Several factors play a significant role in your decision to buy an EV. These are mileage, range, battery replacement, and, most crucially, charging EVs. Different EV companies have launched their electric vehicles on the market. Usually, EVs take a longer time to recharge as compared to ICEs. It has been the primary concern of buyers and a source of worry while purchasing these vehicles.
Nowadays, manufacturers are introducing chargers for electric cars, which take less time to charge than when they were first introduced in 2009. However, they do not need to worry if they drive along the way and the battery is about to run out. If charging stations are along the way, even at considerable distances, they can charge their vehicle’s battery quickly to reach their destination.
Different Levels of Charging EVs
It has been difficult to charge an EV rather than refuel a gasoline vehicle for a long time. The reason is simple: charging takes more time. However, considering the driver’s concerns, EV battery manufacturers have designed ultra-fast chargers that charge at an alarming speed of 30 minutes for a battery to charge fully.
Now, we are going to discuss three different charging levels. You may choose one of these for your electric vehicle according to its specifications. Let’s take a look at these:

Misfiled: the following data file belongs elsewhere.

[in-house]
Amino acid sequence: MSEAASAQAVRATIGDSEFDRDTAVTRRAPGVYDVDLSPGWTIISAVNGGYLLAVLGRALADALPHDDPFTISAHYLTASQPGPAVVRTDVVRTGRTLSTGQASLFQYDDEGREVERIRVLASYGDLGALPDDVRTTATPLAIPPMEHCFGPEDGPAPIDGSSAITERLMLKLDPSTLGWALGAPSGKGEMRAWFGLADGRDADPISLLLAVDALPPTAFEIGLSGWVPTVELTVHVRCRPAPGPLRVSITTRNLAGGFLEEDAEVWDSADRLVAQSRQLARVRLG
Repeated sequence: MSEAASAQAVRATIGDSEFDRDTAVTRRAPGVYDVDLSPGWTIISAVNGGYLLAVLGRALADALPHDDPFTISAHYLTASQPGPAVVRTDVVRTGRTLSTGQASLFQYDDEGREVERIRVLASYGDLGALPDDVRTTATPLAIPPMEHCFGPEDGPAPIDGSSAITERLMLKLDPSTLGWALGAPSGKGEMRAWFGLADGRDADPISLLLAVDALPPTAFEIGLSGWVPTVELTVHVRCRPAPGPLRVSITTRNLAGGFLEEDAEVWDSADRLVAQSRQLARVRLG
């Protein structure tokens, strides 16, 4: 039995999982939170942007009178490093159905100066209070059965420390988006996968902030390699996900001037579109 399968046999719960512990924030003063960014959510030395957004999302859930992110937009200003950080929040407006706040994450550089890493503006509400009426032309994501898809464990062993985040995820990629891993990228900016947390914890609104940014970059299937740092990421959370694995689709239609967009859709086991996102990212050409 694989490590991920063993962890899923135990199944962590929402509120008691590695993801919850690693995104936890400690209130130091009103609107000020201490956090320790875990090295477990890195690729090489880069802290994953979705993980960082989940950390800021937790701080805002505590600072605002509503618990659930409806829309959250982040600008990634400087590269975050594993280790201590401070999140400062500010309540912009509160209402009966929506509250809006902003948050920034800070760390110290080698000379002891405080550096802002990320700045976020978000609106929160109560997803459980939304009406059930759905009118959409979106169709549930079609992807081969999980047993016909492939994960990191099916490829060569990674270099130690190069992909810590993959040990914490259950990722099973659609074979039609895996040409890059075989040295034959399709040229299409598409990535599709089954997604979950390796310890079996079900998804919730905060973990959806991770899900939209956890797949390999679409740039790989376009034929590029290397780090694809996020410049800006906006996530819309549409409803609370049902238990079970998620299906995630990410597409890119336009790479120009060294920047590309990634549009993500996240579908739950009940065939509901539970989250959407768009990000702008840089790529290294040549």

1. Level 1 Charging
Some Facts About Level 1 Charger
- Voltage: 120 V
- Charging Rate: 4-5 miles per hour
- Charging Time: 30-40 hours
It is the slowest among all chargers used for EVs. The maximum power output of the level 1 charger is 20 amps. Most typical household appliances, including TVs, refrigerators, and mobile phones, use a type 1 120V outlet. Only residential places offer electric car charging at this level.
It is called ‘trickle charging’ because of its slowest speed to charge. Most Level 1 charger continues charging all night at home. Therefore, it is a good choice for drivers. It adds only 50 miles range after getting charged overnight. It is slow; however, the best option because most American trips are less than 50 miles.
It fully charges an EV battery in almost 39 hours. It uses a 2 to 3-kW charger with a capacity of 3-5 miles of range per hour. Level 1 is the best for charging plug-in hybrid electric cars due to their smaller batteries (less than 25 kWh). Level 1 chargers take a long time to recharge the vehicle because the batteries in electric vehicles are significantly heavier than those in conventional vehicles.
2. Level 2 Charging
Some Facts About Level 2 Charger
- Voltage: 240 V
- Charging Rate: 12-80 miles per hour
- Charging Time: 8-12 hours
The most popular way of charging an electric car worldwide is level 2. It’s a 240-volt charger with a maximum power output of 80 amps. It can be installed at home, the workplace, and in public places like railway stations, bus terminals, malls, etc.
Electricians can install level-2 chargers at home for you. Upgrading the electrical panel in some residences, especially older ones, may be necessary to allow level 2 charging to become fully operational. Within a short span of an hour, it adds 20–80 miles of range. It is faster than level 1.
Most drivers of full-electric vehicles install a Level 2 charging setup at home. The drivers do not need to worry if they connect the charger to the dead battery because it will be fully charged until morning, as it takes 8–12 hours to recharge. The speed of the level 2 charger is around five times that of the level 1.